Why Wall Street is warming up to Biden — despite his policies



The stakes are especially high for Wednesday night’s vice presidential debate, as the matchup between Kamala Harris and Mike Pence will play out amidst a backdrop of fast-rising economic uncertainty and a warning from Federal Reserve Chairman Jerome Powell that there is a shrinking window of time to prevent widespread financial ruin for ordinary Americans.

Markets fell Tuesday afternoon after President Donald Trump ordered his surrogates to stop negotiating additional stimulus, but rose Wednesday morning after he pushed for piecemeal relief in a string of late-night and morning tweets. This whipsawing illustrates what a growing number of Wall Street participants are concluding: That a “blue wave” in November is the nation’s best shot at economic recovery. While markets generally cheer the lower tax rates and regulatory rollbacks championed by Republican administrations such as Trump’s, the unprecedented job loss and economic disruption caused by the coronavirus pandemic has left many observers concluding that a united government — even under a party that has historically been seen as a foe by corporate America — might be better equipped to provide the critical fiscal support a bitterly partisan Congress cannot.

The unprecedented job loss and economic disruption caused by the coronavirus pandemic has left many observers concluding that a united government might be better equipped to provide the critical fiscal support a bitterly partisan Congress cannot.

“Investors are left to wonder if the election will deliver a White House and Congress intent and able to get something or done, or willing to risk a nascent recovery petering out,” said James McCann, senior economist at Aberdeen Standard Investments.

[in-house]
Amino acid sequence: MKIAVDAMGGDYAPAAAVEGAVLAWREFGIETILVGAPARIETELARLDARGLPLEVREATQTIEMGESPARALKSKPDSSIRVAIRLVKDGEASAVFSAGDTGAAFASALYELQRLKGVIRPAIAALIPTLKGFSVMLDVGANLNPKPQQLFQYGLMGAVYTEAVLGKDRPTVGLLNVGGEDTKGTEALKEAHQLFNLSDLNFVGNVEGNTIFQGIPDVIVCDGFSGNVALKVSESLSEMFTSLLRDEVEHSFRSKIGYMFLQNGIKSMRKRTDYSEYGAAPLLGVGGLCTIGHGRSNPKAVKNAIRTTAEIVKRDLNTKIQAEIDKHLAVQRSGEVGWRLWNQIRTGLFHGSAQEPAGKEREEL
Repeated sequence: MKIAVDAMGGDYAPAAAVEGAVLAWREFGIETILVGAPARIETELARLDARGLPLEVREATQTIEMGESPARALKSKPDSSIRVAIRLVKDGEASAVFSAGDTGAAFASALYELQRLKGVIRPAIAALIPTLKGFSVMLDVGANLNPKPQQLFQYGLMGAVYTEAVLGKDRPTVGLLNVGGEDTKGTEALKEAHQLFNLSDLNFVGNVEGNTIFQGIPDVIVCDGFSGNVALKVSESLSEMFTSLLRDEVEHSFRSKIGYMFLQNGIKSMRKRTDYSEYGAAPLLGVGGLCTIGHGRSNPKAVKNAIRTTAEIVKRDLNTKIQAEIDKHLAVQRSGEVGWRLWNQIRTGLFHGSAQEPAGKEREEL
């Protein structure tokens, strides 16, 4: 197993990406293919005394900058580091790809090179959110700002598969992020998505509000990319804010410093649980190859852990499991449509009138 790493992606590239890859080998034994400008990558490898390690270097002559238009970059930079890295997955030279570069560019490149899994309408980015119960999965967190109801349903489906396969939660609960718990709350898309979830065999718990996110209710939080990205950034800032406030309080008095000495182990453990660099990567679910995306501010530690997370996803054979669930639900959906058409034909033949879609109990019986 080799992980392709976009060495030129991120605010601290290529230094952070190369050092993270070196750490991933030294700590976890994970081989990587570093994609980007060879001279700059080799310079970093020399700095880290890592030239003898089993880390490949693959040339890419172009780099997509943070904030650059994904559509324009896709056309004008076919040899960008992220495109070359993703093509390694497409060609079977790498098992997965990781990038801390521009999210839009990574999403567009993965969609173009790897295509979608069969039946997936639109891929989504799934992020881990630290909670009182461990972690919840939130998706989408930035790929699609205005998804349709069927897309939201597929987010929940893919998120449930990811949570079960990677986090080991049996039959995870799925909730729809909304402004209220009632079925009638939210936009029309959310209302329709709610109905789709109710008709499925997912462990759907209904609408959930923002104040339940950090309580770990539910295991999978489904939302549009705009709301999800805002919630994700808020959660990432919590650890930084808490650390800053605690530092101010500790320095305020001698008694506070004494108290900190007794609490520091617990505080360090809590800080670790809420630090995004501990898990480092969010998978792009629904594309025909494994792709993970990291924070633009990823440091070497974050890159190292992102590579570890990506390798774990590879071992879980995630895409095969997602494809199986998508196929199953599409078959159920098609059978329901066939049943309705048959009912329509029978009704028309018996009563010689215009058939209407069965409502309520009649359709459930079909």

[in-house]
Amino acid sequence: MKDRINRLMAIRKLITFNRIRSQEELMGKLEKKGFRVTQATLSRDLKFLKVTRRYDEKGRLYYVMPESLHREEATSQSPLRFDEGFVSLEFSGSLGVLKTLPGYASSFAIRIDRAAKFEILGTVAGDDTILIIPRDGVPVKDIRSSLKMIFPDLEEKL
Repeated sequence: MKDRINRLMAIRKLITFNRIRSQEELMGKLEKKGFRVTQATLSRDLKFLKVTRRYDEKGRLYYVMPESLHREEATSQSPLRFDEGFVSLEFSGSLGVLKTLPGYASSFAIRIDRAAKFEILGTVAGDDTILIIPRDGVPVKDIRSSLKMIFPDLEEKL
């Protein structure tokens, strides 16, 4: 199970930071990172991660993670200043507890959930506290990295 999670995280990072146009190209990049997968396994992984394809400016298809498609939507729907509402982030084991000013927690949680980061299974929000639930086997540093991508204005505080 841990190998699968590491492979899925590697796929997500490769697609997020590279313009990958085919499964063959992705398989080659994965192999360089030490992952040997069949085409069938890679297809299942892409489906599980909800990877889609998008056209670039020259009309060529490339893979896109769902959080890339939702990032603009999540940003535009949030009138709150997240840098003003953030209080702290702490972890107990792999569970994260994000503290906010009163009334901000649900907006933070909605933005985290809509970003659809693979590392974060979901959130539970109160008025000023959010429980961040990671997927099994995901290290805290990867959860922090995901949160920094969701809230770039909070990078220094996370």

“With both houses of Congress and the White House controlled by Democrats, any spending measures would meet very little resistance,” said Keith Buchanan, portfolio manager at Globalt Investments.

On Tuesday, Fed Chair Powell addressed the need for more fiscal stimulus for American families and small businesses in more forceful terms than he has used previously, saying the fallout of failure to do so in short order could be “tragic.”

In a new research note, Goldman Sachs analysts predicted a bullish 5.8 percent GDP growth for 2021 — but said it would be higher still if Democrats swept both chambers of Congress and the White House. “A blue wave would likely prompt us to upgrade our forecasts,” they said, because expected fiscal stimulus and investments in infrastructure, climate, health care and education would, in effect, cancel out the economic hit of higher taxes on big corporations and the rich.

“A hallmark of the Trump administration was rolling back regulations and decreasing corporate taxes, and people would argue that has, in fact, promoted growth,” said Dan North, senior economist at Euler Hermes North America. “Obviously, the Democratic argument is corporations should pay their fair share of taxes and regulations, particularly environmental regulations, need to be enhanced.”

North predicted that a Joe Biden administration backed by Democratic majorities in the House and the Senate would reverse the GOP tax cuts and either reinstate or strengthen regulations. Analyst estimates differ on the economic impact these changes would have over the long term, market observers say a much more immediate risk faced by Wall Street and Main Street alike is the teetering economic stability of a growing number of families and small businesses.

“Without a fifth stimulus coming in quick fashion, there’s some real pain coming to the parts of the economy that directly affect consumers,” Buchanan said.

With consumer spending the biggest driver of economic activity, experts say preserving, supplementing or replacing household income is paramount. “If you look at the macro data in terms of income, income has totally dropped off and now you’ve got people facing utility shutoffs [and] increasing incidents of hunger,” North said.

“As the virus lingers on, as economic damage lingers on… it’s really hard to put parameters around how much worse it can get,” Buchanan said.

If a gridlocked Congress can’t deliver more spending relief, “It’s hard to imagine a vibrant growth economy coming back to the U.S. anytime soon,” Buchanan added.



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